This is why you only put Windows 10 Insider preview builds on secondary PCs, folks.
On Thursday, Microsoft accidentally pushed Windows 10 builds from internal development branches to a small number of Windows Insider machines due to “an inadvertent deployment to the engineering system that controls which builds/which rings to push out to Insiders,” overseer Dona Sakar says. These early builds were never intended for release on consumer systems and could affect stability—definitely so, in the case of the build that slipped onto some Windows phones.
Windows Insider PCs got off easy. Although Sakar warns that the accidental build “may include issues that impact usability of your PC—more so than the normal builds we give you,” the installation doesn’t seem overly dangerous. Sakar says impacted users can even sit tight and wait for Microsoft to send them a new build. If you run into unexpected issues in the meantime, you can roll back to a previous Windows 10 build via Settings > Update & security > Recovery.
Windows 10 Mobile users are potentially in for bigger headaches.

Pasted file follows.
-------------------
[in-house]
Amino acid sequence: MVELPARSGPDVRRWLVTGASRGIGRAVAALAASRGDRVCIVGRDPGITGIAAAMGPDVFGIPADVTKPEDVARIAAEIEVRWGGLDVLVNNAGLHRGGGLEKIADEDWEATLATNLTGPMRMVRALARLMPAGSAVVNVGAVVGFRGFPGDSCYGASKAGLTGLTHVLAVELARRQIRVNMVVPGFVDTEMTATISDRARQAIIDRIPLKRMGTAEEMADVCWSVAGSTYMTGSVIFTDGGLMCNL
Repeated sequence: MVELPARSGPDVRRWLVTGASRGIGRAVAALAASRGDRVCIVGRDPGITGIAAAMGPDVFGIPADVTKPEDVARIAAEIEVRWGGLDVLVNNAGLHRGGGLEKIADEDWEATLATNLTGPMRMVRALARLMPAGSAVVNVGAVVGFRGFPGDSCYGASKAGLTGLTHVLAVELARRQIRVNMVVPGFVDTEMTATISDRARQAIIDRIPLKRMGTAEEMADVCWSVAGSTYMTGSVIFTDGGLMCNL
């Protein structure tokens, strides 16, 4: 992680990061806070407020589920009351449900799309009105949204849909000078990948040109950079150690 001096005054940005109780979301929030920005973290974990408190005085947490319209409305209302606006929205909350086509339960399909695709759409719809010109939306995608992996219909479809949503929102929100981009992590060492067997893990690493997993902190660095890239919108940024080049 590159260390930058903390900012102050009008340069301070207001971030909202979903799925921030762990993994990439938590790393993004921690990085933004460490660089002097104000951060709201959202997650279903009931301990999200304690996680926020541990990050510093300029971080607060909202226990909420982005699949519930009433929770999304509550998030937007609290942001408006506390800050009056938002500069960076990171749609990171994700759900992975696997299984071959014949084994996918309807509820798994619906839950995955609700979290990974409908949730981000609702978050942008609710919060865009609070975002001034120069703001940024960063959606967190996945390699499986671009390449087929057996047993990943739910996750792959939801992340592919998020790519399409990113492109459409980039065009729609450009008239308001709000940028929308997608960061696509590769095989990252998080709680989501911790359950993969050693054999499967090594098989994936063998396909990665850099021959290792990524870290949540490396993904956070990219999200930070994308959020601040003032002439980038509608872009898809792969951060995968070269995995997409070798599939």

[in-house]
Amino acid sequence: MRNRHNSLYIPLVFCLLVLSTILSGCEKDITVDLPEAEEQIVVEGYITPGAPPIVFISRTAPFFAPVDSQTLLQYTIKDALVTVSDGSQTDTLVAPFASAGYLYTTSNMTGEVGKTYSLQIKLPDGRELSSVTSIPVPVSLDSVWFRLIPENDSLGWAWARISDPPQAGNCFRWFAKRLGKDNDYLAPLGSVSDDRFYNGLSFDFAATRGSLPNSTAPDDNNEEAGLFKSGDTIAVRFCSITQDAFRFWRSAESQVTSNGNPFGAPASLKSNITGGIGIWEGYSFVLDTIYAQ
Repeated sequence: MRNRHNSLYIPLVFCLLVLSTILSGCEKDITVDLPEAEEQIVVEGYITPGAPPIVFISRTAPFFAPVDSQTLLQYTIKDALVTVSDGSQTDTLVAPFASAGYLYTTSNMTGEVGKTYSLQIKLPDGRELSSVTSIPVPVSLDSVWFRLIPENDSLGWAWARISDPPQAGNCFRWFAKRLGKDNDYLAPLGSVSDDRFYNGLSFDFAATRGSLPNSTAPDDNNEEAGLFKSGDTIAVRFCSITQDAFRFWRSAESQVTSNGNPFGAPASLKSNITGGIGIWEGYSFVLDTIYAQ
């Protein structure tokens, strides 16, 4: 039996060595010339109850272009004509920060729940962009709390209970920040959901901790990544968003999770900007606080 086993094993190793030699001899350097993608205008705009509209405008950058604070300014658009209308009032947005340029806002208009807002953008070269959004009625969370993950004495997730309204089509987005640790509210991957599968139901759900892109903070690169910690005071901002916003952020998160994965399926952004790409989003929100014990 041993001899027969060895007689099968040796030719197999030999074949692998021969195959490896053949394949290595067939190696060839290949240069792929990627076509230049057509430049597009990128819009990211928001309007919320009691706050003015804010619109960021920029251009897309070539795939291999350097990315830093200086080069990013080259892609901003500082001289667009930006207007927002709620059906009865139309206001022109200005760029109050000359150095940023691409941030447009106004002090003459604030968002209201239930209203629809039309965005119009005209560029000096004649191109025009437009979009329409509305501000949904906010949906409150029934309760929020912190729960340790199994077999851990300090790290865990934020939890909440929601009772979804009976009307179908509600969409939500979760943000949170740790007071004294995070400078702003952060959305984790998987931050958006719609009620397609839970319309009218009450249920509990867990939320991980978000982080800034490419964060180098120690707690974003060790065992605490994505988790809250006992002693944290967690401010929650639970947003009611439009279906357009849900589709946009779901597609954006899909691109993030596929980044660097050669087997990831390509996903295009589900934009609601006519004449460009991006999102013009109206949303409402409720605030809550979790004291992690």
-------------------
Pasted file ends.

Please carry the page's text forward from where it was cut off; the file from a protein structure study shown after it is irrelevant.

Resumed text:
“This build will *not* install on your device,” Sakar says. “If you installed this build, your device will be stuck in a reboot loop and the only way to recover is to use the Windows Device Recovery Tool and re-flash. After re-flashing, you can join the Windows Insider Program again on your device and choose your ring and be back on the right update path.”
Surprisingly, the bad build also extended to some Windows phones that aren’t registered in the Insider program, though it won’t install unless you register as an Insider. If you are an Insider and you see a “Install” or “Restart now” update prompt, don’t do it. Instead, immediately back up your phone via Settings > Update & security > Backup, then fully reset your device at Settings > System > About.
Microsoft won’t be releasing any additional Windows 10 Insider builds this week while it fixes the fallout from the rogue release. If you see a new build ready for your device over the weekend, avoid it.
Brad Chacos spends his days digging through desktop PCs and tweeting too much. He specializes in graphics cards and gaming, but covers everything from security to Windows tips and all manner of PC hardware.